The Provincial Electoral Commission has banned Barcelona City Council from lighting the fronts of municipal buildings and public fountains in yellow during the election period, the speaker of PP (Popular Party) in the council has said, Alberto Fernández.
Demanem a la Junta Electoral que @AdaColau retiri la il·luminació groga de fonts i edificis públics per mantenir la neutralitat en període electoral. Ja n'hi ha prou de posar Bcn al servei de la independència. #StopColau pic.twitter.com/71qn6WVTSw— Alberto Fernández (@albertofdezxbcn) 27 de novembre de 2017
Translation: We ask the Electoral Commission for [Barcelona mayor] Ada Colau to remove the yellow lighting from public fountains and building to maintain neutrality during the election period. Enough with putting Barcelona at the service of independence.
The Electoral Commission's decision accepts the PP's appeal, believing that the initiative is an attack against the council's obligation to neutrality.
"Violation of neutrality"
Fernández argued in a press conference this Wednesday that the lighting in the fountains violates the city council's neutrality and represents an "aim by Ada Colau's government to support the independence movement and not to defend rights".
The Electoral Commission's decision also bans lighting public buildings in yellow during the election period, something which has not yet happened, but which was being planned. The City Council now has 24 hours if it wishes to present an appeal.
The commission says that the lighting "attacks the obligation of neutrality which all public administrations have during the election period", neutrality which allows freedom and equality in the right to vote to be guaranteed.
The City Council has lit up in yellow some twenty fountains around the city since Friday following a proposal from the Demòcrata (Democratic) party. The proposal was approved with support from BComú (Barcelona in Common) and ERC (Catalan Republican Left), with CUP (Popular Unity Candidacy) abstaining and Cs (Citizens), PSC (Socialists' Party of Catalonia) and PP voting against.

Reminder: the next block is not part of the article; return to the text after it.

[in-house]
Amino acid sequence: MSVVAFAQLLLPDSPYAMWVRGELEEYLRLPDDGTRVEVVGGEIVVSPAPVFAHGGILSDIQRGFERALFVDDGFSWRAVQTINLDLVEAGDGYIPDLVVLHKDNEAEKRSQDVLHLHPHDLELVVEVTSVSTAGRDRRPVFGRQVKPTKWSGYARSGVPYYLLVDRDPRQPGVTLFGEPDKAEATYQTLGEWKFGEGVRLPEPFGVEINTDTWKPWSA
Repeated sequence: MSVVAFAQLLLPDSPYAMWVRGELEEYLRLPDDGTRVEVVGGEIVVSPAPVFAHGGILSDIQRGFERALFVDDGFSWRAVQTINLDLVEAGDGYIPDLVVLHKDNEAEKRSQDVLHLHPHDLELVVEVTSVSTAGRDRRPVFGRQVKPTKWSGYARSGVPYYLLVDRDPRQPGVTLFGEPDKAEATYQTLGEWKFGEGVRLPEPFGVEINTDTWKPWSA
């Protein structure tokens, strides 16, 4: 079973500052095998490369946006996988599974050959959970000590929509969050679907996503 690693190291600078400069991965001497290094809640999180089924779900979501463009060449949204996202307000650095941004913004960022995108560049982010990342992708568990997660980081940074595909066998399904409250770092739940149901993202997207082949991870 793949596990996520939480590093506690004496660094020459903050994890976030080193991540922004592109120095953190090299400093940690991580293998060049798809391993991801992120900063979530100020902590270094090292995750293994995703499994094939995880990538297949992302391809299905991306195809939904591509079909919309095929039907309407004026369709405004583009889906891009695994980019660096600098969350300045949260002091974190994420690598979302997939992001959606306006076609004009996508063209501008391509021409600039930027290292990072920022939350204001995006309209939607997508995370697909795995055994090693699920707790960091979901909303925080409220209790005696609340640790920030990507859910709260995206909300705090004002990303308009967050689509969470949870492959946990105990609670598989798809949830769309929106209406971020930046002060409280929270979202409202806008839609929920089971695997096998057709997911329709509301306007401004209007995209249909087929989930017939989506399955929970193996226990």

The commission's decision says that based on the debate over the law it seemed not to be "a simple demonstration of solidarity but support for a determined political proposal". They note that freedom of expression is more limited for public entities, because they have to maintain their neutrality.
The City Council has argued against PP's complaint saying that the lighting was an exercise in freedom of expression and doesn't have any partisan interest. They claimed it was an expression of solidarity with the families of the prisoners and a request for those in prison to be able to exercise their right to take part in the elections on the same terms as the other candidates.
Fernández said that Colau "has once again put the City Council at the service of independence, violating the obligated political neutrality of a public institution", with a decision not shared by all parties in the council.
"Colau doesn't only scorn all us Catalans in Barcelona who feel Spanish, but is infringing election law and violating the obliged political neutrality of a public institution," he said.
The Electoral Commission resolved on Sunday that the City Hall had to remove the banner calling for the "release [of] political prisoners" from their balcony after a complaint from Cs. The City Hall acceded despite not agreeing with the arguments and continuing to call for the prisoners' release.